There’s a huge list of practical problems with this. For a start, it’s a blanket, one size fits all solution that does not take account of people’s hugely different dietary requirements. Someone doing hard manual work (and there are still a few about) will need far more calories than a sparrow-like maiden aunt. There’s nothing to stop people ordering two meals if they don’t think that one is enough. And how does it deal with self-service buffets, or the growing trend for tapas-style menus with a variety of “small plate” dishes?
It must also be remembered that, in recent years, there has been a marked reduction in the average amount of calories consumed per person. If we are indeed as a society becoming more obese (which is less clear-cut than often supposed), then it is due to doing less, not eating more.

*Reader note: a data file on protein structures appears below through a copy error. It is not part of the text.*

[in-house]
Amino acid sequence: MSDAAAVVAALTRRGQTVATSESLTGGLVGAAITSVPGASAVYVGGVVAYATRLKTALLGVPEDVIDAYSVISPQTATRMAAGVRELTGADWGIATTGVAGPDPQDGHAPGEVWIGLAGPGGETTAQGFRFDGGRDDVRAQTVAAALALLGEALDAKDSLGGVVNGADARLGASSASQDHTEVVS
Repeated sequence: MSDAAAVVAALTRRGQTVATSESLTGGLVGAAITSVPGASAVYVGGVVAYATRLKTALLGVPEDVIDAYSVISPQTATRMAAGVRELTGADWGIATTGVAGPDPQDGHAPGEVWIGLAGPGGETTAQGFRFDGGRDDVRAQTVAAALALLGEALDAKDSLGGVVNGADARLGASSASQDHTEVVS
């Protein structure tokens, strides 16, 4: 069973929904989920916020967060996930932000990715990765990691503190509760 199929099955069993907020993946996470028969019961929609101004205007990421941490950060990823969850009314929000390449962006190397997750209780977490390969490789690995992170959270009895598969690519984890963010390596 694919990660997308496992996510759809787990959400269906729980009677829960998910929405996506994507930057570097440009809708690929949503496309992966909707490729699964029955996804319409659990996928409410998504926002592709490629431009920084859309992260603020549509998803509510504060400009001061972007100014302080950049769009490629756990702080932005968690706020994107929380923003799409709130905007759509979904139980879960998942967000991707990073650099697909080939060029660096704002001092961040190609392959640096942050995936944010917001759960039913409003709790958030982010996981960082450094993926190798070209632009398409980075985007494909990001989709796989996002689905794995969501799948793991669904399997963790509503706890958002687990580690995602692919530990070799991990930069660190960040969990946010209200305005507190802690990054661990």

Not surprisingly, there was a chorus of protest in response to this news. Surely, you might think, there would be tremendous political mileage for any party prepared to call a halt on the ever-growing tendency to want to micromanage every aspect of people’s daily lives. Why can’t people be treated like responsible adults and left alone to make their own decisions?
But the problem is, as I have often said, that people in general do not identify any commonality of interest with others whose freedom is being infringed. I may be outraged that my ability to do this is being curbed, but I will cheer on when whatever that other dirty, irresponsible scumbag does is banned. As long as people to continue to view things within their own particular silo, it will continue happening.
It all started, of course, with the campaign against tobacco. And how many people welcomed that, and flatly denied that it represented the start of a slippery slope?